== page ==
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City's first internationally flavored night market is Saturday evening at The Round



TIMES PHOTO: ADAM WICKHAM - Wambui Machua drizzles gravy over the top of a crockpot meal she served with ugali, a simple boiled cornbread often served in her native Kenya. Machua will serve more time-intensive dishes at her Spices of Africa booth at Saturdays Beaverton Night Market.Soup's on!

OK, maybe not soup, but how about ugali, chapati bread and samosa pastries?

The first-ever Beaverton Night Market debuts this Saturday.

The multicultural evening marketplace features international food and craft vendors and cultural performances from 5 to 10 p.m. in the plaza at The Round, 12600 S.W. Crescent Drive next to the Beaverton Central MAX stop.

Admission is free.

The Beaverton Night Market is patterned after night markets popular in many cultures around the world. This market will bring the world to Beaverton, with food and handcrafted works by regional residents with roots from across the globe.

By all accounts, the Night Market will likely be a rousing success. Already more than 4,000 people have said they are planning to attend through a Facebook event alone, so taking MAX to the market might be wise.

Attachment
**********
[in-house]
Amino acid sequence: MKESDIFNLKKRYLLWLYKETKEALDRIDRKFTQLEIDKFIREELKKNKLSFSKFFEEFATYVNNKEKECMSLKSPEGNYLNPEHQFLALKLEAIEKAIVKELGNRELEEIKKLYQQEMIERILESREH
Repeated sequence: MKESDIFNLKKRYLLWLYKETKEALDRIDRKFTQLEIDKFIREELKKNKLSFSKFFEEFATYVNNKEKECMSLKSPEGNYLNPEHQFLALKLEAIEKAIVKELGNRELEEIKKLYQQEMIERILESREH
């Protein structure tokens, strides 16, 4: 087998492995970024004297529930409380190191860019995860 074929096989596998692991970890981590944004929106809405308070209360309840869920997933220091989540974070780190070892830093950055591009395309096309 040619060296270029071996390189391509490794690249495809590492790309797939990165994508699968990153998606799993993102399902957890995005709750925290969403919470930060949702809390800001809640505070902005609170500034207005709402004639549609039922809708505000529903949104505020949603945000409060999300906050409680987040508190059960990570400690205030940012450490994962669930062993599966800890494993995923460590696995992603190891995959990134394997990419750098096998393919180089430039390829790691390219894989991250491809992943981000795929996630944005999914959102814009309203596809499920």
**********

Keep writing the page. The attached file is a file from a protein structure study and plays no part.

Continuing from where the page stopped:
“I’m looking forward to another opportunity to bring our community together in celebration of our cultural diversity,” Mayor Denny Doyle said.

The city’s Diversity Advisory Board is organizing the 2015 market as a one-day pilot event, with the goal of turning it into a regular seasonal night market designed to foster cross-cultural exchange, create economic opportunities and showcase cultural traditions.

The market is part of the Beaverton Celebration weekend, which includes a 5K run and the Beaverton Celebration Parade, both Saturday morning, and Bike Beaverton on Sunday.

The market also kicks off local activities associated with National Welcoming Week. Other events include a Naturalization Ceremony on Monday, a Citizenship Corner Open House on Tuesday, Human Rights Advisory Commission Cultural Conversations on Sept. 17, and a LESTA “Cuentos y Canciones” (Stories and Songs) on Sept. 19.

Tastes from Africa

Wambui Machua quickly stirs cornmeal into boiling water in her Beaverton-area kitchen to show guests how she makes ugali, a type of cornbread that people in her native Kenya would serve to stretch an everyday meal.TIMES PHOTO: ADAM WICKHAM - Wambui Machua quickly stirs a pot of ugali, a simple boiled cornbread often served in her native Kenya.

The dishes that Machua will make for the Night Market, by contrast, will take a lot more preparation. That’s because she will treat those who stop at her Spice of Africa booth as special guests with chapati bread served with lentel curry dip, triangle-shaped samosa pastries filled with vegetables or meat, and Kenyan spiced ice tea to wash it down.

“All the things that are time-consuming are reserved for special guests,” says Machua, 44, who first came to the United States as a teenage tourist and exchange student, and later returned as an artist-turned-chef.